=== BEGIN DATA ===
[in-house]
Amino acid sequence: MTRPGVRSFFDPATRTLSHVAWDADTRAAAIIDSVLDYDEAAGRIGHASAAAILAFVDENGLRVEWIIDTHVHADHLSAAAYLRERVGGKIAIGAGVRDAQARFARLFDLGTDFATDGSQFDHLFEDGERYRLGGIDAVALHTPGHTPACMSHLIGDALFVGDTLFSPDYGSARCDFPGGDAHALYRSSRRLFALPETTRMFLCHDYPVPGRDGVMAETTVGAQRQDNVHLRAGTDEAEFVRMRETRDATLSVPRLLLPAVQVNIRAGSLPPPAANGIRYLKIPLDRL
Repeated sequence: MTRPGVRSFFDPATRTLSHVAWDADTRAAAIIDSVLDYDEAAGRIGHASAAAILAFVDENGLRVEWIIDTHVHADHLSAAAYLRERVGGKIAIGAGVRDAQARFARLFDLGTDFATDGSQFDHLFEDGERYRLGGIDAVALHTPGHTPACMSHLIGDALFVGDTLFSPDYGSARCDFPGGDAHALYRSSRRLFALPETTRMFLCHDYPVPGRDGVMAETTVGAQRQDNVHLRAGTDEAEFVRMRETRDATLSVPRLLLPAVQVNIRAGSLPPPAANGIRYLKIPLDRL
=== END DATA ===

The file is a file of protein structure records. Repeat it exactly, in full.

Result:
[in-house]
Amino acid sequence: MTRPGVRSFFDPATRTLSHVAWDADTRAAAIIDSVLDYDEAAGRIGHASAAAILAFVDENGLRVEWIIDTHVHADHLSAAAYLRERVGGKIAIGAGVRDAQARFARLFDLGTDFATDGSQFDHLFEDGERYRLGGIDAVALHTPGHTPACMSHLIGDALFVGDTLFSPDYGSARCDFPGGDAHALYRSSRRLFALPETTRMFLCHDYPVPGRDGVMAETTVGAQRQDNVHLRAGTDEAEFVRMRETRDATLSVPRLLLPAVQVNIRAGSLPPPAANGIRYLKIPLDRL
Repeated sequence: MTRPGVRSFFDPATRTLSHVAWDADTRAAAIIDSVLDYDEAAGRIGHASAAAILAFVDENGLRVEWIIDTHVHADHLSAAAYLRERVGGKIAIGAGVRDAQARFARLFDLGTDFATDGSQFDHLFEDGERYRLGGIDAVALHTPGHTPACMSHLIGDALFVGDTLFSPDYGSARCDFPGGDAHALYRSSRRLFALPETTRMFLCHDYPVPGRDGVMAETTVGAQRQDNVHLRAGTDEAEFVRMRETRDATLSVPRLLLPAVQVNIRAGSLPPPAANGIRYLKIPLDRL